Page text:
In this 2013 RampUp post, lawyer and Disability Council of NSW member Y’ael Finch summed up the many hopes that people with disability had about the NDIS and its potential to revolutionise their lives.
“People with disability are being freed from fitting into stereotyped service models; instead of being asked what specialised services they desperately need, they are being asked to imagine, and enabled to realise, the lives they want. For too many, this will create an independence they have never known.”
These very rights were baked into the formulation of the NDIS; they are part of the enabling legislation and were intended to guide the development of every part of the Scheme. Reading back over the principles set out in the legislation is sobering.
“People with disability have the same right as other members of Australian society to realise their potential for physical, social, emotional and intellectual development.”
The legislation goes on to say:
“Reasonable and necessary supports for people with disability should:
(a) support people with disability to pursue their goals and maximise their independence; and
(b) support people with disability to live independently and to be included in the community as fully participating citizens; and
(c) develop and support the capacity of people with disability to undertake activities that enable them to participate in the mainstream community and in employment.”
What went wrong with the NDIS?
What happened to these ideas about centring the rights of disabled people at the heart of the NDIS?
Is there a danger in the NDIS becoming no more than a duplication of the old system, with political and economic pressures once more coming down on people with disability, to say ‘no, you don’t get to be part of the community at all’? People are being presented with rushed plans that are not individual or tailored to the person’s needs. Plans are based on what supports people had been able to get in the past, and are also not reaching out to other non-disability services.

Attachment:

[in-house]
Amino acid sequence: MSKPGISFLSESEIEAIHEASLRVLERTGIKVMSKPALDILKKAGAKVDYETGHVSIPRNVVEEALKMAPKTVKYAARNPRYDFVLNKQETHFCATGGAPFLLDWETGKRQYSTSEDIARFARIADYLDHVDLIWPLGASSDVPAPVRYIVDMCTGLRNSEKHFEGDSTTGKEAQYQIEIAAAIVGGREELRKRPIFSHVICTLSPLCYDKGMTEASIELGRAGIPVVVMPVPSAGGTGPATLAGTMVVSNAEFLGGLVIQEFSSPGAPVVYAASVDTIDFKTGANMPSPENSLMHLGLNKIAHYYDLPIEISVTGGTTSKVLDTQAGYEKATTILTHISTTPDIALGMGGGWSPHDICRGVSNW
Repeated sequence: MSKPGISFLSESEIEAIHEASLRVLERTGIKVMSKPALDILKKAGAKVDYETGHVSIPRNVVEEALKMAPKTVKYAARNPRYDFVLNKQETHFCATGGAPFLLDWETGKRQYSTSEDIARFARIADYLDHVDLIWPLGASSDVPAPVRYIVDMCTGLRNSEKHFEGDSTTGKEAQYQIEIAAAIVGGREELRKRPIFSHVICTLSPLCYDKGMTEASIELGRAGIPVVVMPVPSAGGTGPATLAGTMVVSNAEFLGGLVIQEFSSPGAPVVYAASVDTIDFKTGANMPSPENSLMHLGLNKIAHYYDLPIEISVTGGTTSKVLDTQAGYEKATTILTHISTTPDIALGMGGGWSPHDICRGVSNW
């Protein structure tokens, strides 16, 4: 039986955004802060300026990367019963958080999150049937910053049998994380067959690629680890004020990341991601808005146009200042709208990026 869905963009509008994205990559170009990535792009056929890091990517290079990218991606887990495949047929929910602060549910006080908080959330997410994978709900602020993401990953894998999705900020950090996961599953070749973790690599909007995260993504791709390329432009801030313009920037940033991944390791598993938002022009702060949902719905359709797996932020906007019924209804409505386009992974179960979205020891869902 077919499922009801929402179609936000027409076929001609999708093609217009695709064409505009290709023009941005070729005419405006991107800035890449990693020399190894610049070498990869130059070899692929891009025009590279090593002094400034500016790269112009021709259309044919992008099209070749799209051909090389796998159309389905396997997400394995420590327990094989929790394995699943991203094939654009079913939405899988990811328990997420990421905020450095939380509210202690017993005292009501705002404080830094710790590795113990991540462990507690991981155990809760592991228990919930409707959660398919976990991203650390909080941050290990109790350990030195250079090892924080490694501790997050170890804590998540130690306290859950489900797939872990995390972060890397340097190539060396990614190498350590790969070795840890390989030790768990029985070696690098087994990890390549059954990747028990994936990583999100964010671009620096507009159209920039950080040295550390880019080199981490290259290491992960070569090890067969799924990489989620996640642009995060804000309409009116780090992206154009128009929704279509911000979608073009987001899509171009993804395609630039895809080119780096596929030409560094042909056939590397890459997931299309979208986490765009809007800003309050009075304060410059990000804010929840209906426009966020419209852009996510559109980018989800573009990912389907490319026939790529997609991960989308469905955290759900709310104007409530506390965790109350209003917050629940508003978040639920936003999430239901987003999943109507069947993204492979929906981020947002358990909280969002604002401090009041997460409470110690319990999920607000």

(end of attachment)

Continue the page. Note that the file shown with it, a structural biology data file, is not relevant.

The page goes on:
The recent problems with the IT system the NDIS uses are symptomatic of the growing gap between the initial rhetoric about choice and control and the reality of a Scheme that is expanding in a way that is far removed from the lofty goals of the legislation.
Advocacy for Inclusion CEO Christina Ryan has outlined clearly the mounting challenges for those who wish to self-manage their NDIS funds and her concerns about what this means for the future of the NDIS. She said:
“Three years in, some systemic failings are becoming clear. Most notable of these is that the central tenet of control and choice is seriously under threat. Some would argue that it is being deliberately undermined by vested interests and by government interference. Others would cynically suggest that the Scheme was always designed to act as it now is, and that control and choice was simply rhetoric used to silence the disability movement.”
She compares the Government’s response to the portal complexity and IT issues to those raised by small business to concerns around the GST.
“Within a short timeframe government got the message and completely redesigned how payments were made and today there is a quarterly reconciliation process used to submit GST payments to the Tax Office. Small business are trusted to be doing this correctly and are subject to auditing in the same way as all other taxpayers. Accounting software is now built to manage this. No such respect for people with disabilities.
“When we raise concerns about the complexity of the NDIS payment and self-management system their answer has been to remove self-management pillars, like advance release of funds, and force people into relying on go-betweens and standard services. Control and choice has taken a body blow.”
Again, this says that there is a fundamental disconnect between the initial NDIS legislation that was intended to build on the rights of people with disability and this attitude that disabled people are bludgers and a drain on the budget. This broken link between rights and the supports need to make them possible, does not bode well for the development of a new system of disability supports that actually delivers on all that was promised and fought for.
Keeping the focus on the rights of disabled people to be able to live a full life is essential to the success of the NDIS. Otherwise the new system may end up looking a whole lot like the old system.